Multidimensional Empathy Test
Drawing on the work of Dr. Daniel Goleman, this test maps your experience of empathy along multiple empirical dimensions. Analyses of Goleman's work have found these concepts to have good psychometric properties in the form of high validity and test-retest reliability. Consequently, tests such as this one are often used for research purposes and in clinical settings, where it has been shown to be relevant not just for mapping a person's predilection for empathy, but for charting other elements of their social style and responses as well.
For each of the following items, indicate your level of agreement below.
Question 1 of 35
When someone close to me is not feeling well, I am quick to think of tangible things I can do for them.
The IDRlabs Empathy Test (IDR-ET) was developed by IDRlabs. The IDR-ET is based on the work of Dr. Daniel Goleman and his colleagues, who wrote the book Empathy, and Dr. Simon Baron-Cohen, who developed the Empathy Quotient. The IDR-ET is not associated with any specific researchers in the field of personality psychology or any affiliated research institutions.
The test provides feedback such as the following: Empathy Spectrum: Describes the extent and breadth of conditions that are likely to elicit an empathic reaction in a person. People who score highly on this dimension are likely to empathize in a wide variety of situations. Those with lower scores are not necessarily non-empathic, but they may forego empathic responses when listening to stories that involve a breach of conventional morals, or which may remind them of their own situation or life stories so strongly that they feel compelled to offer responses from their own point of view rather than empathetic ones. In other words, Empathy Spectrum represents the range of accounts with which an individual is likely to empathize. It should thus be noted that the Empathy Spectrum does not denote the intensity or magnitude of a person’s empathic responses, as that is designated by Empathy Arousal.
Emotional Empathy: Denotes the ability to sense other people’s emotions – mirroring them and responding appropriately to them. People who score highly on this dimension are usually greatly moved by sharing in the emotions of others and have an easy time experiencing the same emotions vicariously or by proxy. As a result, compassion comes easily to people high in Emotional Empathy, especially toward others who are undergoing distress. Indeed, one can say that people high in Emotional Empathy are able to directly feel the emotions of others for themselves and thus often feel an emotional echo or reflection of what the other person’s situation is like. In this way, they can take on another person’s emotional condition and experience through participating in their feelings.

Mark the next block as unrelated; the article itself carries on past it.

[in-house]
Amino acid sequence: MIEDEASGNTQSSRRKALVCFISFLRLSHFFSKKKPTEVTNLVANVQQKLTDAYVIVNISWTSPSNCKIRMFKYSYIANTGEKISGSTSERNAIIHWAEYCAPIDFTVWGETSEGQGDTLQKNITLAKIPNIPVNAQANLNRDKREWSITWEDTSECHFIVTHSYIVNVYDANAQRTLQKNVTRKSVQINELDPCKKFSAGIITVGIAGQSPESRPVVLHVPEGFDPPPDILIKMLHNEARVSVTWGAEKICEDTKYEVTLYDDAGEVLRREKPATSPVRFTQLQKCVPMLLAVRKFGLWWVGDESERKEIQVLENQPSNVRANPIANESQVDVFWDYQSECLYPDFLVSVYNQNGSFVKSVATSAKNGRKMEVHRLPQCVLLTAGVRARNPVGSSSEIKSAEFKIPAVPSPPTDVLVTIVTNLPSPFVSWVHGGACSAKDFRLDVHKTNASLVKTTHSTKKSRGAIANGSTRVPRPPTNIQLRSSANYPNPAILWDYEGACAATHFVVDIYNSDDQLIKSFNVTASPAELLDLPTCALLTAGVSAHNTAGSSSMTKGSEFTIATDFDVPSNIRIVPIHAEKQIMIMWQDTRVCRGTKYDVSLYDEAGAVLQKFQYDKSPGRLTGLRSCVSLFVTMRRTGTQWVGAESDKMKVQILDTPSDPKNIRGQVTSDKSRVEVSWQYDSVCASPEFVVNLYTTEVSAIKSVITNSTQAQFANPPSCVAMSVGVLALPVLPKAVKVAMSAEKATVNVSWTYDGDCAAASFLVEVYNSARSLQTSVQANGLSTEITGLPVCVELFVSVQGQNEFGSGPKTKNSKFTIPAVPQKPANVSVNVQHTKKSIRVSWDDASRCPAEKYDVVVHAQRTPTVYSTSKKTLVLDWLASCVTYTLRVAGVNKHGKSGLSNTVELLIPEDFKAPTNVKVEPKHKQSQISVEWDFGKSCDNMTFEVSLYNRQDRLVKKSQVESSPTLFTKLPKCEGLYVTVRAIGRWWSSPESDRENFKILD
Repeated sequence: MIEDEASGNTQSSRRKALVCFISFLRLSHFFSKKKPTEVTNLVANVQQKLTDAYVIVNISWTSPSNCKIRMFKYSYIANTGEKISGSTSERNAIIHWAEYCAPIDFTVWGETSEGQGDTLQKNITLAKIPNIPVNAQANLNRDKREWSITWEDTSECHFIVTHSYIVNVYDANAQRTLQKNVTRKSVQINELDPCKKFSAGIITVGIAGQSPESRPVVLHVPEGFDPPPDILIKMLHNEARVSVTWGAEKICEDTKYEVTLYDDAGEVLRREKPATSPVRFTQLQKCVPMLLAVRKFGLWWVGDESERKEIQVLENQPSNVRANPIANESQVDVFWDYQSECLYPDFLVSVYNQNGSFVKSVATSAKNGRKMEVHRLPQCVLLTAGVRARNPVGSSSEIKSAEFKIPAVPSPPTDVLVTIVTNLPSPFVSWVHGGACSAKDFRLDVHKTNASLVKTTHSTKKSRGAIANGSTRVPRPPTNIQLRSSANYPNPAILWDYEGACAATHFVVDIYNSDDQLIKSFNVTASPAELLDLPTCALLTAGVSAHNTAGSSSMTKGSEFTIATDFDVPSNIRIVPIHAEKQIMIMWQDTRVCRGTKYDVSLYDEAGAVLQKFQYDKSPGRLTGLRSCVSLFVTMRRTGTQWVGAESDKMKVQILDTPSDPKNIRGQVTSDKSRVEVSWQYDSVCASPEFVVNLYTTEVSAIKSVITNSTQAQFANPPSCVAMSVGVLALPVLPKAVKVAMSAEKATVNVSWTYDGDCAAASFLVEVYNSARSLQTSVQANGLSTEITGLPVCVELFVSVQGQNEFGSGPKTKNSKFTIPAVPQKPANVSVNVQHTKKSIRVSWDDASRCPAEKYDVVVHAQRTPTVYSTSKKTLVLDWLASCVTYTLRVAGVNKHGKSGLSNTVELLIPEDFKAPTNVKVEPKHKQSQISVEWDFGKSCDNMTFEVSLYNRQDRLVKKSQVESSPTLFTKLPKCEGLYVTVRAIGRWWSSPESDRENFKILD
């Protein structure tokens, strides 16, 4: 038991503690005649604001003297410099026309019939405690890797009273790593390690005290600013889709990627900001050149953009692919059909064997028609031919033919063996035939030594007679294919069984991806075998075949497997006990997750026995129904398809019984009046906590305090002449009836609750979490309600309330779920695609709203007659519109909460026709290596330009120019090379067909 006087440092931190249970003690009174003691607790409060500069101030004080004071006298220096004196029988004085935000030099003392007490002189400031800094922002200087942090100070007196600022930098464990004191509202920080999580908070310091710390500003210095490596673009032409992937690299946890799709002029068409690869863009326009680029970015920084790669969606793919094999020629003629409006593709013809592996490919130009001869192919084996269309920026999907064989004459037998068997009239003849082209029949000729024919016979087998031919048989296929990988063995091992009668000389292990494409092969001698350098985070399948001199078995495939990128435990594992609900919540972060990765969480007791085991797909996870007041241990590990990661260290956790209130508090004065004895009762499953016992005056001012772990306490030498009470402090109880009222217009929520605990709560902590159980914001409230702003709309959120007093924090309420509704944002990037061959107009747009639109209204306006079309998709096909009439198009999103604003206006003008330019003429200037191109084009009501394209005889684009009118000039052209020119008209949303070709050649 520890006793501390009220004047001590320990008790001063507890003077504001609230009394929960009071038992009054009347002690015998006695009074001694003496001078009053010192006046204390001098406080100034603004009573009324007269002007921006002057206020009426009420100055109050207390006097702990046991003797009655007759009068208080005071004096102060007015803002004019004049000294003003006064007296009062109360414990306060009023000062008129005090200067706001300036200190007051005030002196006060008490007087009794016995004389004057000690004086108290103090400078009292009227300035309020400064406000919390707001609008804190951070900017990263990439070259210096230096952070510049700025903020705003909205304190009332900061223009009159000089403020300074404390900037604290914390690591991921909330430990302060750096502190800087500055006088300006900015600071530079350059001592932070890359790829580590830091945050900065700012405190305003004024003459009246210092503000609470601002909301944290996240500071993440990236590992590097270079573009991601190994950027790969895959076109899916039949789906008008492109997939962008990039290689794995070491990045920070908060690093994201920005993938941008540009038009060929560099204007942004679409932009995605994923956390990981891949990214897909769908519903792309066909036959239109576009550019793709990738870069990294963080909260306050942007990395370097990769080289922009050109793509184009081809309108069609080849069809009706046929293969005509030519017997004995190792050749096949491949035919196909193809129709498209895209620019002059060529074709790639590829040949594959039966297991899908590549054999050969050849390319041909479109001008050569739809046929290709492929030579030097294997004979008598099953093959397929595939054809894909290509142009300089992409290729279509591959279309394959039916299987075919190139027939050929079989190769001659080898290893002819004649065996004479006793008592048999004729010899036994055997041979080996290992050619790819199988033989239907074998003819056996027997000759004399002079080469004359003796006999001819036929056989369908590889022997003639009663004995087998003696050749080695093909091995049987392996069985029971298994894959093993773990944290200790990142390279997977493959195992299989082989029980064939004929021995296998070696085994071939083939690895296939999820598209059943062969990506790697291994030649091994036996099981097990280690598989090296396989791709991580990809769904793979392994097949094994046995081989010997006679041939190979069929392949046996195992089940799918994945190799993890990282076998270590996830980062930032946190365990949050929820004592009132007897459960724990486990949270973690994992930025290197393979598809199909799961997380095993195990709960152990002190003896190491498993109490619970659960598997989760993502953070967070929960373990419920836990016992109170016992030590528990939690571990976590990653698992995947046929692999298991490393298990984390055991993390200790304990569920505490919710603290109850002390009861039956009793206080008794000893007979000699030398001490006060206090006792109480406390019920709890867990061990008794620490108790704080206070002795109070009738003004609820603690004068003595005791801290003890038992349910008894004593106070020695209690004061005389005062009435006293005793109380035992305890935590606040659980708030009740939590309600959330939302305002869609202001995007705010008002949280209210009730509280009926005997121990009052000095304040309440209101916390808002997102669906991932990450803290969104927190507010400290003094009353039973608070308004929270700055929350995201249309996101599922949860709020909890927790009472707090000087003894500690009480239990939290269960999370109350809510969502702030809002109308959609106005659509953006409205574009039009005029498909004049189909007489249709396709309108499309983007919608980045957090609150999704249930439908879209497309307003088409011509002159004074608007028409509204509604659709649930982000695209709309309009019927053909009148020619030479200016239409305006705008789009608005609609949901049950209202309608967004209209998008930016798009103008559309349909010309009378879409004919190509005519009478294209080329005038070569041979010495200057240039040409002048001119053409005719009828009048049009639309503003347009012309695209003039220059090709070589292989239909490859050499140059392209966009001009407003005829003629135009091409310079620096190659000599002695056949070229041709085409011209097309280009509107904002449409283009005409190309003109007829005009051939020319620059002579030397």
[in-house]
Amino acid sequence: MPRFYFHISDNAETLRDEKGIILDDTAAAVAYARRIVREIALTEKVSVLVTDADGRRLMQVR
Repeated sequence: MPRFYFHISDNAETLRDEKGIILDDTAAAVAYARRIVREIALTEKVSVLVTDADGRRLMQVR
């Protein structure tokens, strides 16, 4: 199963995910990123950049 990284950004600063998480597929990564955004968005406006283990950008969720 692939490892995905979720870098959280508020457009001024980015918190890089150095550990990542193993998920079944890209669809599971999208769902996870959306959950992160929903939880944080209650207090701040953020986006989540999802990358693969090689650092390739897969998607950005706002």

Cognitive Empathy: Cognitive Empathy, sometimes called Intellectual Empathy, is as much about thinking as it is about feeling. As such, Cognitive Empathy can be described as thinking about feeling – intellectually knowing, understanding, or comprehending what the other person is going through without necessarily experiencing an inkling of those same feelings oneself (that feature is denoted by Emotional Empathy). People who practice cognitive empathy put themselves in the shoes of others. They are envisioning intellectually what it is like to be the other person, in that person’s situation, without necessarily feeling those emotions directly themselves. They may or may not do so, but again, this is denoted by Emotional Empathy. As such, people high in Cognitive Empathy are usually good at predicting how others will feel or react if exposed to a given situation.
Empathic Actions: Denotes concrete actions or acts of service or support that show empathetic care for the other person by helping them out. Empathic Actions often involve the external and tangible expression of empathy by going beyond words or conversations – i.e., the chiefly mental understanding of what the other person is going through. Simply put, empathetic actions occur when someone goes beyond simply listening to or understanding the other person and moves to act and help, often by supporting the other person with specific activities or favors that help lift the other person out of the stress they are going through. In other words, people high in Empathic Actions do not simply understand or relate to the other person’s situation but move to act and, by doing so, relieve it.
As the publishers of this free online empathy test, which allows you to screen yourself for the signs and symptoms of this condition, we have striven to make the test as reliable and valid as possible by subjecting it to statistical controls and validation. However, free online quizzes such as the present empathy test do not provide professional assessments or recommendations of any kind; the test is provided entirely “as-is.” For more information about any of our online tests and quizzes, please consult our Terms of Service.